Close Close
2024 outlook - Businessman with binoculars/arrows

Practice Management > Building Your Business

Don't Forget This Important Planning Task for the New Year

Your article was successfully shared with the contacts you provided.

What You Need to Know

  • Having a business plan in place is critical in helping advisors focus on company goals.
  • Working on the business also benefits clients, as it enhances the ability to direct attention to their needs.
  • If an exit is coming, getting a firm ready for sale or a successor also merits consideration.

While advisors’ focus right now is likely on changes affecting clients as we move into 2024, be sure to take some time to look at your own business planning issues for the year ahead and beyond.

While we might feel that focusing on our professional needs is taking time away from helping clients, in reality, ensuring that business priorities are taken care of can help you better serve your clients.

Just as with planning for clients, your own business planning will vary with a firm’s circumstances. These might include the size of the firm, your age, ownership structure and other factors. Even if you are a sole practitioner, planning the direction of your career path is still important.

Here are some business planning issues for advisors and firms to consider for 2024.

How Did You Do in 2023?

A good place to start is by taking a look at how things went financially in 2023. Review your revenue and expenses for the year. Did you experience growth in revenue, and did this growth lead to higher profits?

Drill down to the client level. Does profitability vary by client? If so, what type of clients are the most and least profitable for you to serve? If you serve several types of clients, this is a good time to review how much you are charging and the services provided to each type of client. Do their fees need to be adjusted? Does this influence the type of clients you want to pursue in 2024 and beyond?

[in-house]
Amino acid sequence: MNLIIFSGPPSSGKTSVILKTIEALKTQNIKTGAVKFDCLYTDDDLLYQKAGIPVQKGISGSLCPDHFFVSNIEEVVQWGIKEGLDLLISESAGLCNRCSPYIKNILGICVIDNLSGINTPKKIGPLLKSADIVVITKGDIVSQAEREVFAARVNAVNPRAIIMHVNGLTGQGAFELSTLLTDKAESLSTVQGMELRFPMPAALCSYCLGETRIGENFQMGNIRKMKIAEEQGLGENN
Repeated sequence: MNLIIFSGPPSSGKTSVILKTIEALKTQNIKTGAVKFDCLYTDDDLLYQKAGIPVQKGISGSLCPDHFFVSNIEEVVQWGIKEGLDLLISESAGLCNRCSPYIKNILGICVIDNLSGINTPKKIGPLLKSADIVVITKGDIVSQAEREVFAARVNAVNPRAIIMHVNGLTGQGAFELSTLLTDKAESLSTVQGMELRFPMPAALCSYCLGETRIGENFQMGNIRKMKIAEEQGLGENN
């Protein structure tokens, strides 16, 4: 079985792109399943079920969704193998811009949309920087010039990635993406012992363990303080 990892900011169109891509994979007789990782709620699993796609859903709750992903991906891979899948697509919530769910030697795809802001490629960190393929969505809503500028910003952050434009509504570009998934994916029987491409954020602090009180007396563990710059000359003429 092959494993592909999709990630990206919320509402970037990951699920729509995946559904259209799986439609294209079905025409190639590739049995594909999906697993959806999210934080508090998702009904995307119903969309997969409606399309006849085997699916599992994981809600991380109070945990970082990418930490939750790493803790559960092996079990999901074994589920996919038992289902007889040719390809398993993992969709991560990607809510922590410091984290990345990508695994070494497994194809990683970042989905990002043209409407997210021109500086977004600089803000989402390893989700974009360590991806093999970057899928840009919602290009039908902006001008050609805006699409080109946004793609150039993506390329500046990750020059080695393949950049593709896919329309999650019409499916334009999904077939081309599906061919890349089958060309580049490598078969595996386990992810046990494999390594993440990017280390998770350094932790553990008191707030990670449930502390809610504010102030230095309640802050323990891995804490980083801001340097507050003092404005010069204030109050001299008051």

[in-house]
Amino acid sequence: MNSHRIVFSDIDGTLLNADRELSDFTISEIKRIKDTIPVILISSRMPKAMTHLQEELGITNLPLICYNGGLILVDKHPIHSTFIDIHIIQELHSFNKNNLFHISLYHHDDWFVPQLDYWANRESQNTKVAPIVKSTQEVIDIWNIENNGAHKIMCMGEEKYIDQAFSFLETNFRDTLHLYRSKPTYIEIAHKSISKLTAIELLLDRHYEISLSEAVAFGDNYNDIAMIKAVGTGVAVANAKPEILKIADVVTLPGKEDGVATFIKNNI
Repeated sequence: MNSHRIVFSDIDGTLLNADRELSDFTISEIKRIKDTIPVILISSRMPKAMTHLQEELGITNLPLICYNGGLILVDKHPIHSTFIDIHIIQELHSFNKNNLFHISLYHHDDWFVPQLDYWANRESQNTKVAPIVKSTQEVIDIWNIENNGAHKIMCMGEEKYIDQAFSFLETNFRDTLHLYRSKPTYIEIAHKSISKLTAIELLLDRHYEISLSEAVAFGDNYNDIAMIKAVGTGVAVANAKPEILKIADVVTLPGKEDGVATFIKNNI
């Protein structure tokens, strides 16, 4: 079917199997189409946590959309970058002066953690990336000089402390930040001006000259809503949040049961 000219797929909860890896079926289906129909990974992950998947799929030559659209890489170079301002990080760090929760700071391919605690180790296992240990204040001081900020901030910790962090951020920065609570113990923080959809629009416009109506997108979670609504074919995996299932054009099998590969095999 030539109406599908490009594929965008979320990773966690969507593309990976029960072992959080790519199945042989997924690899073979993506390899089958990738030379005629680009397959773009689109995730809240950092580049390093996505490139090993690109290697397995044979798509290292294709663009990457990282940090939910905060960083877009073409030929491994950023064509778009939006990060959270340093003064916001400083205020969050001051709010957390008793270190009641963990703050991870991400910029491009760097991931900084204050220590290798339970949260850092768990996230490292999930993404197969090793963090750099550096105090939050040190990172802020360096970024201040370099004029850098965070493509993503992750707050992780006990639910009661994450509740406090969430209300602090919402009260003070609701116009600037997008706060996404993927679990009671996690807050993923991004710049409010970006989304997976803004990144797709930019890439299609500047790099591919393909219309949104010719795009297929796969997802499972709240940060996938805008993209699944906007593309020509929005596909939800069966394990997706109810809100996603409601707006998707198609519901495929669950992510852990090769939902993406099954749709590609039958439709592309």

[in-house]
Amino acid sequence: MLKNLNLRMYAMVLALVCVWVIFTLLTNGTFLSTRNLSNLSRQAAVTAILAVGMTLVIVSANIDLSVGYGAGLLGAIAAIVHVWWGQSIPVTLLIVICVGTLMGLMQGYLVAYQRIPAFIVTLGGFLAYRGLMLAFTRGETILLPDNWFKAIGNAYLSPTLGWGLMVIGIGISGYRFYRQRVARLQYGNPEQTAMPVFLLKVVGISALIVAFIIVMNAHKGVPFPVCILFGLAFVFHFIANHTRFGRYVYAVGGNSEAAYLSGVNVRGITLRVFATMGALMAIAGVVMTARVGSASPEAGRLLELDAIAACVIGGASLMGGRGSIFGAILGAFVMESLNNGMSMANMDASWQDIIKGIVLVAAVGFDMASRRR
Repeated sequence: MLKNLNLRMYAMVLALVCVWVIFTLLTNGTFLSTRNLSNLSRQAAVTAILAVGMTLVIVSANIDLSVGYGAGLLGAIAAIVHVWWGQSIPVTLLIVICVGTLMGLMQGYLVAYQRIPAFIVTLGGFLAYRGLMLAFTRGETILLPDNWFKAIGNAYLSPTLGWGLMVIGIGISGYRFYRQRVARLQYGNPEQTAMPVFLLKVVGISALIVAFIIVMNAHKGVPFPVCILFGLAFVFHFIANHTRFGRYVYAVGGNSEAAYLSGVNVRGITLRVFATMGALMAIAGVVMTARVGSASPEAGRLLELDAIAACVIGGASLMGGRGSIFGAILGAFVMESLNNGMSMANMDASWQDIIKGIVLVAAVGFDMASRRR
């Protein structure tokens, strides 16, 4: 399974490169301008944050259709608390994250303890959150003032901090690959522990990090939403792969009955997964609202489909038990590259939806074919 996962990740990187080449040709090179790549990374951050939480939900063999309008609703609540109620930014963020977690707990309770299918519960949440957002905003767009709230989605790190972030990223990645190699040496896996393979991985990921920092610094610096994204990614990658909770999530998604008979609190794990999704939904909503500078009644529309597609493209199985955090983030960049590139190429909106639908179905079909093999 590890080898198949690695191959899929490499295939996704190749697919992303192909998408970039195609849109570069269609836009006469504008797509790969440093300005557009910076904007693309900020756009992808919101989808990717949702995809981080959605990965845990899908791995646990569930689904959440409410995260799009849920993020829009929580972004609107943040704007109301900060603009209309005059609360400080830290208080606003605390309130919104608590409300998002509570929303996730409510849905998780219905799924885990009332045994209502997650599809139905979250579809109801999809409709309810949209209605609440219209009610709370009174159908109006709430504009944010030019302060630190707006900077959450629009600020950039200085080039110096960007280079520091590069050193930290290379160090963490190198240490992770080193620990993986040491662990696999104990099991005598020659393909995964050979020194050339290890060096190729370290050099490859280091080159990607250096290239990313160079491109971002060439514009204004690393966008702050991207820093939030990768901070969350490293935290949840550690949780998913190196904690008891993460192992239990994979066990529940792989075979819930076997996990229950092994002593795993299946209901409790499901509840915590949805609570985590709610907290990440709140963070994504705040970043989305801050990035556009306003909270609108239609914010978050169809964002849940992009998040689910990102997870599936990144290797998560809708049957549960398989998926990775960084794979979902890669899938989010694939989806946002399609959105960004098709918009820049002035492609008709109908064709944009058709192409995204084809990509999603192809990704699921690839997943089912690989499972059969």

Who Are Your Ideal Customers?

A key element of your plan will be to look at who your ideal customers are and what services you offer them. Do you serve niche clients like doctors, attorneys, technology executives or others? Do you focus on serving high-level employees at one or two companies?

What types of services do you offer these clients?

  • Investment advice
  • Financial planning
  • Tax and estate planning
  • Comprehensive wealth management
  • Specific help related to their employer or profession

Perhaps more importantly, are you primarily serving your ideal clients or is your client base scattered among different types of clients acquired over the years with differing needs and situations?

How Is the Business Structured?

Are you a solo practitioner? Does your firm have a number of employees including other advisors and support staff? Do you own the firm outright or do you have business partners?

As part of the planning process, this aspect should be reviewed and assessed to determine if any changes are needed. If you are in business by yourself, is it time to take on a partner(s)? Would you, your employees and most importantly your clients benefit from joining forces with another firm or even being acquired?

Formulating a Business Plan

In formulating a business plan, keep in mind that this plan is not just for you, but also for other members of your team, prospective business partners and perhaps investors. Also, preparing the plan with the idea that others will likely be reading it will help you to prepare it in a fashion that is clear and defines goals and objectives. Even if you do end up as the only one using the plan, this approach helps to ensure the plan is well thought out.

Here is how your plan might be structured, although the sections may vary a bit from firm to firm:

The Executive Summary provides an introduction to your firm and to the objectives of the plan. This is the place to discuss your firm’s mission and your vision for the future. This section might include a financial summary as well as your expectations for growth over the next few years.

The Company Overview should discuss your firm including when it was founded and the structure of the business.